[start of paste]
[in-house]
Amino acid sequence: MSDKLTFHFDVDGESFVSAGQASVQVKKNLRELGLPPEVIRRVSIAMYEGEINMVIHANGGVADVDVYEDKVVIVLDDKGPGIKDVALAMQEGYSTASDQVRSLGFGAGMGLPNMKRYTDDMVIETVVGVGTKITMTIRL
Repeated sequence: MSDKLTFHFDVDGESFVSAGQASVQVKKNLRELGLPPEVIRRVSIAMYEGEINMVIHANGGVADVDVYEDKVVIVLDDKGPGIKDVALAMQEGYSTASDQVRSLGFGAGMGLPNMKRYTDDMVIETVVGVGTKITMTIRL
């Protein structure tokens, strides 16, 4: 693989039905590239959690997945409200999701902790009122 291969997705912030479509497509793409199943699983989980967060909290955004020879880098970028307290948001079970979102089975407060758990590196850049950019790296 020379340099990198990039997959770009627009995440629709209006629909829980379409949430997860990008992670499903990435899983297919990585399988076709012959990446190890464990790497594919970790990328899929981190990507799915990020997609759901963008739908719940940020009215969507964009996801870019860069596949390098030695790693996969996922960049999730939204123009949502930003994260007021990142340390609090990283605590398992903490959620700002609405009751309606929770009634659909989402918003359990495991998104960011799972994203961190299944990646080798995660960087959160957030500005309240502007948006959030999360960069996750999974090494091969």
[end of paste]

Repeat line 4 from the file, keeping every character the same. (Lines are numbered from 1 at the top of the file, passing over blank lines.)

């Protein structure tokens, strides 16, 4: 693989039905590239959690997945409200999701902790009122 291969997705912030479509497509793409199943699983989980967060909290955004020879880098970028307290948001079970979102089975407060758990590196850049950019790296 020379340099990198990039997959770009627009995440629709209006629909829980379409949430997860990008992670499903990435899983297919990585399988076709012959990446190890464990790497594919970790990328899929981190990507799915990020997609759901963008739908719940940020009215969507964009996801870019860069596949390098030695790693996969996922960049999730939204123009949502930003994260007021990142340390609090990283605590398992903490959620700002609405009751309606929770009634659909989402918003359990495991998104960011799972994203961190299944990646080798995660960087959160957030500005309240502007948006959030999360960069996750999974090494091969």